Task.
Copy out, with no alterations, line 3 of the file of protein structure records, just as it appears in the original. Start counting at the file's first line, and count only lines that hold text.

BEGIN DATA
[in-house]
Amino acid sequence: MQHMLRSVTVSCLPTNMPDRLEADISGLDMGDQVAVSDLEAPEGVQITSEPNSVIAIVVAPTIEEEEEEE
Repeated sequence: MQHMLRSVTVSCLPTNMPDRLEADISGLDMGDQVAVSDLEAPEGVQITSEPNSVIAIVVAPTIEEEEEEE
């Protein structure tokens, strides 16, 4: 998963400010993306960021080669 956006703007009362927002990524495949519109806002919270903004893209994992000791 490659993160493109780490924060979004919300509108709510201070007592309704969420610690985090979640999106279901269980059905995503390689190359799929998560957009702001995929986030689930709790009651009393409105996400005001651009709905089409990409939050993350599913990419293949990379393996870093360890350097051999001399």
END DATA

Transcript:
Repeated sequence: MQHMLRSVTVSCLPTNMPDRLEADISGLDMGDQVAVSDLEAPEGVQITSEPNSVIAIVVAPTIEEEEEEE